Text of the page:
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The Monkey in the Middle

Sen. Jack Martins writes about corruption in the LIRR and New York State.

I bet you weren’t fazed by the recent confessions of two former Long Island Railroad (LIRR) employees, who this week admitted their part in a widespread, disability retirement scheme.  These charlatans stand accused of blatantly defrauding taxpayers and, in doing so, have unfairly cast thousands of honest, hard working LIRR employees in a negative light. 

For many accustomed to that kind of ugly news, it’s not even a blip on our radars, but it should have registered much higher on our enraged index.

The Federal Bureau of Investigation (FBI), which is pursuing the case along with Manhattan federal prosecutors, estimate that there may be 1,500 retirees involved who, left unchecked, would collect around $1 billion! That’s not chump change. That’s money that fills budget gaps. It’s money that legislators have been forced to cut from valuable programs all over the country to make ends meet. It’s money other employers have been paying up to keep their pension funds afloat and it’s literally being stolen by a small group of brazen men and women who believe they are above the law.

Worse yet, it was done right under the collective noses of those charged with protecting taxpayer interests. As it stands, an LIRR employee who retires and claims disability may receive a disability payment from the federal government’s Railroad Retirement Board (RRB) in addition to their LIRR pension, regardless of age. The combination of the two can roughly equal the base salary earned during the employee’s career. It’s an over-generous and poorly conceived policy that makes for great temptation. That’s why since 2011, the FBI has arrested 21 retired LIRR employees who allegedly conspired with doctors to falsify claims that they were disabled, making them eligible for the generous overlap. Upon investigation, they were found to be fine, performing work similar to their duties or having robust hobbies like biking and tennis.

Wait, it gets worse. Of the disability applications filed in a 10-year period at the LIRR for people 50 to 55, 61 percent were approved. By comparison, Metro North Railroad approved only 7 percent. More suspiciously, the same three doctors accounted for an overwhelming 86 percent of the LIRR disability applications! Are we to believe that people are just sicker on Long Island and that all of these people just happen to have the same doctors? Didn’t any of these incriminating numbers even raise an eyebrow? While the FBI looks at a very limited time frame, the dirty little secret is that this has been going on for years and people looked the other way.  I don’t know that a billion dollars even scratches the surface.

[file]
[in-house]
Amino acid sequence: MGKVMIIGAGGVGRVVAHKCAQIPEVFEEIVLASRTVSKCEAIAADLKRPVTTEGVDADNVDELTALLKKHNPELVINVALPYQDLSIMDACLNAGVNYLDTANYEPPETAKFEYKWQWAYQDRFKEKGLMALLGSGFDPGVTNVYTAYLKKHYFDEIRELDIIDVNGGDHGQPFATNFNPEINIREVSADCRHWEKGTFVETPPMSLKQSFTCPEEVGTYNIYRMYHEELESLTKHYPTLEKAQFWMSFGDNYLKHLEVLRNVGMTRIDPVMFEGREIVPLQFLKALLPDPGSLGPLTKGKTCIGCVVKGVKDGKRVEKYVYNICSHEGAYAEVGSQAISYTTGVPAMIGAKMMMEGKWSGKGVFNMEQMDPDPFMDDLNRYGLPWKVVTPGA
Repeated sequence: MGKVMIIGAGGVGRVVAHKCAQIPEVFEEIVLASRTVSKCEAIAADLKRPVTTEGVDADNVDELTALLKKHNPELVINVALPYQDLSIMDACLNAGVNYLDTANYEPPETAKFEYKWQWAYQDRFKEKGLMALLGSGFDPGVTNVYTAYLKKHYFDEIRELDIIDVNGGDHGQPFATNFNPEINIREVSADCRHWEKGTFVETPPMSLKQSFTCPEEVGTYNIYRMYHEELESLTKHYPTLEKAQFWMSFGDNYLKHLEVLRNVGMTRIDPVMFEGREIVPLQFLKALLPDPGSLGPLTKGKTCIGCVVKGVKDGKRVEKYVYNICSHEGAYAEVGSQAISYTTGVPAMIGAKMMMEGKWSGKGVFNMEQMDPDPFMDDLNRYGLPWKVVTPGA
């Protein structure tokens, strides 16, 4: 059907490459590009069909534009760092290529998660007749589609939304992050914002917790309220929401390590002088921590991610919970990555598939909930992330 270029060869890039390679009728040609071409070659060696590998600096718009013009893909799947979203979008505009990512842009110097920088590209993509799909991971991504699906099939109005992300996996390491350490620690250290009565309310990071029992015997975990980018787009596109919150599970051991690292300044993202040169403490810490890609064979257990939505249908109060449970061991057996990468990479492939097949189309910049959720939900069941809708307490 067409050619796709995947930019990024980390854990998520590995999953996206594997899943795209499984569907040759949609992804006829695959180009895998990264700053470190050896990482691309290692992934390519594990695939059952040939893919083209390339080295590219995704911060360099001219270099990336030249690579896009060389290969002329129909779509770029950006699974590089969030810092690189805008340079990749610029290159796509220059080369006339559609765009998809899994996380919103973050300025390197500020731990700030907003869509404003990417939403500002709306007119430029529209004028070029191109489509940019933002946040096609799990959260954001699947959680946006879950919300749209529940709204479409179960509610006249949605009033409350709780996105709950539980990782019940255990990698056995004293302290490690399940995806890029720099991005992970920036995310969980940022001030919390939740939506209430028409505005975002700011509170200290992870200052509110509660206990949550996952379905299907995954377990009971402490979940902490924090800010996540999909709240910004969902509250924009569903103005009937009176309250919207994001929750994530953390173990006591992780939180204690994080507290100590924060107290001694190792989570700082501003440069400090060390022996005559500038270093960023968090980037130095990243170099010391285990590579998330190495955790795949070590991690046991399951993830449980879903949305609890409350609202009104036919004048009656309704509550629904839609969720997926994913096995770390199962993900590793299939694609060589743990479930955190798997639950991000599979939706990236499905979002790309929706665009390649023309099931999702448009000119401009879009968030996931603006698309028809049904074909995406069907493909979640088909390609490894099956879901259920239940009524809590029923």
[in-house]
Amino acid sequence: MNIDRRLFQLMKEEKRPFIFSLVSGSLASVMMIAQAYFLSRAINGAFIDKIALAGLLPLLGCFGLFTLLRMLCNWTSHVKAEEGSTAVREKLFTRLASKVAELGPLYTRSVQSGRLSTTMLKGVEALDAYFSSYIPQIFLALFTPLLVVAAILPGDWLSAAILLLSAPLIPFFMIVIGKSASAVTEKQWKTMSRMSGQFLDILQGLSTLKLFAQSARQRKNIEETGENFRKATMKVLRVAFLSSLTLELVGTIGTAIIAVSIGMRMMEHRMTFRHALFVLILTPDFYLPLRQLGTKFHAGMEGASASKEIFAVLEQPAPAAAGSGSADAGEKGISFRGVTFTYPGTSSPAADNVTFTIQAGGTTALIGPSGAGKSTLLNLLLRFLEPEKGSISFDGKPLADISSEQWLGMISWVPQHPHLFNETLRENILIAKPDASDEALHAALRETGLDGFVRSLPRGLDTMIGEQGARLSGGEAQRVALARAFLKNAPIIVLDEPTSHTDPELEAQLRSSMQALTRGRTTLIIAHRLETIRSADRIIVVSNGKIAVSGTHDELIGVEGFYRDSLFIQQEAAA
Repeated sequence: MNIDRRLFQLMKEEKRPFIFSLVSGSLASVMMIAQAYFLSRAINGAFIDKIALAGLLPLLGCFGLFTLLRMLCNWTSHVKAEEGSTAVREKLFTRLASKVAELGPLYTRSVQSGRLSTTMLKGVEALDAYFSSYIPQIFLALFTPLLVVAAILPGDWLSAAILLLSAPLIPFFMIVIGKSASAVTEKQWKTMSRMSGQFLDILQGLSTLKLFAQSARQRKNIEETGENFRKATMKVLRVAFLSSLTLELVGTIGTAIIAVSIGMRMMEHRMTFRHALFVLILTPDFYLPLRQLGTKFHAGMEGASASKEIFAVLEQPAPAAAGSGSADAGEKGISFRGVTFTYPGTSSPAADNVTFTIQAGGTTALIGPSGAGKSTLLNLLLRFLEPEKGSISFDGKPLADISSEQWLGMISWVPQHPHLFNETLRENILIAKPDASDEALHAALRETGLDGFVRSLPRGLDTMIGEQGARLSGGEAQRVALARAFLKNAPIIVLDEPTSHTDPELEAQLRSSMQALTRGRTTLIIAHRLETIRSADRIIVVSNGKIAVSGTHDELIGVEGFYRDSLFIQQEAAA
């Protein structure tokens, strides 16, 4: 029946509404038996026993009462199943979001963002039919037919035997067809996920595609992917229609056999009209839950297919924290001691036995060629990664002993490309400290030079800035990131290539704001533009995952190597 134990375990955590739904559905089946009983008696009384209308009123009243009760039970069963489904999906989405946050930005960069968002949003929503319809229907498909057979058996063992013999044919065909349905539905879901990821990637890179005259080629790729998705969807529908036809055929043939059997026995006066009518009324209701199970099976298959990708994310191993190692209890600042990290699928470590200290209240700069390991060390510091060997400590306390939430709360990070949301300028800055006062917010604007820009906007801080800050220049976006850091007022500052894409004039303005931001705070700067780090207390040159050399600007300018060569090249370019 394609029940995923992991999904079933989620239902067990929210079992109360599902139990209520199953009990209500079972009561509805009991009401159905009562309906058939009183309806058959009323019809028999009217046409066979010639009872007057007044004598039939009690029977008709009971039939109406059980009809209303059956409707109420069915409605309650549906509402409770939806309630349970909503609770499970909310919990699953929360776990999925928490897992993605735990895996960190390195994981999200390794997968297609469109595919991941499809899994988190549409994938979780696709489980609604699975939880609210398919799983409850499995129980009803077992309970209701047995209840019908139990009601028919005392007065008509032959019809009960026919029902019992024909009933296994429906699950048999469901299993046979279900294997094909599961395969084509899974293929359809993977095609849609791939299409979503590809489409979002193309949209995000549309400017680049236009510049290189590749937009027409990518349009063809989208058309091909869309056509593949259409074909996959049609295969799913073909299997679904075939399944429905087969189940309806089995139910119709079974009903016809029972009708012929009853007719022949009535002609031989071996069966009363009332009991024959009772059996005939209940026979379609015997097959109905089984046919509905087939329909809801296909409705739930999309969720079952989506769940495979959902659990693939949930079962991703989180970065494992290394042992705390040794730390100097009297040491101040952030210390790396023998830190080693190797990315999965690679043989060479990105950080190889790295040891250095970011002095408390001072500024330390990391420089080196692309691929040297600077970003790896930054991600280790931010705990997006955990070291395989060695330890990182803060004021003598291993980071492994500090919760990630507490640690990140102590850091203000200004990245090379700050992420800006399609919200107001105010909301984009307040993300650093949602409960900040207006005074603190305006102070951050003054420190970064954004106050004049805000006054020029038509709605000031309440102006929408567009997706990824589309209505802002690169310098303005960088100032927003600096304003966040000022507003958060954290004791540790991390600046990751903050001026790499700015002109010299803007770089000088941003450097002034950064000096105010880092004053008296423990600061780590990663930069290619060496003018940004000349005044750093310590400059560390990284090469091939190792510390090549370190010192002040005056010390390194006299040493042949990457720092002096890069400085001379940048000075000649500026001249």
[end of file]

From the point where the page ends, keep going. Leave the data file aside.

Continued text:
A lawyer for a defendant was quoted as saying, “It was something everyone did as a matter of course. The Long Island Rail Road and the Railroad Retirement Board didn't question any of these applications. They just let them go through…” Unfortunately, while blame is thrown side to side, the taxpayer remains the monkey in the middle.

As a freshman senator closing out my first term in Albany, the most difficult thing for me personally has been balancing our budgets. It’s a complicated, tedious task that drains you as you struggle to make tough decisions on where to cut. I wish we had money for everything that everyone needs but we simply don’t.

These incidents emphasize that despite the protests of government agencies, large-scale corruption does indeed exist and greatly impacts the bottom line. They, in no way, mean the agency is unfixable. Rather, they serve as a loud wake-up call that accountability issues need to finally be tackled. Services cannot be effectively rendered unless an agency makes being a steward public money foremost in their mission.

Whenever money is fraudulently siphoned, the buck always stops with us, the taxpayers, who are expected to make up the difference. I don’t care what your political affiliation is, we are all Long Island taxpayers first ­– some of the most heavily taxed in the nation. It’s seems very reasonable to expect the oversight of our public money to match our sizable contribution to it.

Sen. Jack Martins is the representative of New York's Seventh Senatorial District. He was elected to the State Senate in 2010 as a Republican from Mineola.

Joseph Mirzoeff October 04, 2012 at 02:12 PM
How about going after the lawyers that characterized themselves as school district employees, though they were outside consultants vending legal services? And what about the administrators that signed them on as such? Do we still pay these lawyers State pensions and heath-care as if they were retired employees? -- I think we do.

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